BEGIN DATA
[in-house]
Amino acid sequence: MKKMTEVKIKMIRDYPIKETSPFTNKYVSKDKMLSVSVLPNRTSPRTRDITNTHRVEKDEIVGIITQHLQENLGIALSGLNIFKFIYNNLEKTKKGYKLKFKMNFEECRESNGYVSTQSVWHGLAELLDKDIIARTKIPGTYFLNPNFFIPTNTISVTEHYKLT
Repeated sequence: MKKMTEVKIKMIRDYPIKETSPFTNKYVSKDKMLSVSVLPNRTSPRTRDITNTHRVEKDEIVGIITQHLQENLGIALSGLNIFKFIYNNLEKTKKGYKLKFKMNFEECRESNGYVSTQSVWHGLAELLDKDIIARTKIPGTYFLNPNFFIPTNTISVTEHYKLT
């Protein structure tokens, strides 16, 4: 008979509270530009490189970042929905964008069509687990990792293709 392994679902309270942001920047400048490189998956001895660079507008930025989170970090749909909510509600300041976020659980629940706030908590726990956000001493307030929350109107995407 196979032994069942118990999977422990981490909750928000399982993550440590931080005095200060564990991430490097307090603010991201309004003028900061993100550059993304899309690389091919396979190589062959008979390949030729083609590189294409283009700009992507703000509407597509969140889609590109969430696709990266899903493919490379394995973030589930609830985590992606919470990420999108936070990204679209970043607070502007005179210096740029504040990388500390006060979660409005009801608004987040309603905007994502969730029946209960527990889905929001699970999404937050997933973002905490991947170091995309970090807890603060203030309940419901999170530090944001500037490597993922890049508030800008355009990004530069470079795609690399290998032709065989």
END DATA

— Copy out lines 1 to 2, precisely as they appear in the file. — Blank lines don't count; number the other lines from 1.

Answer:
[in-house]
Amino acid sequence: MKKMTEVKIKMIRDYPIKETSPFTNKYVSKDKMLSVSVLPNRTSPRTRDITNTHRVEKDEIVGIITQHLQENLGIALSGLNIFKFIYNNLEKTKKGYKLKFKMNFEECRESNGYVSTQSVWHGLAELLDKDIIARTKIPGTYFLNPNFFIPTNTISVTEHYKLT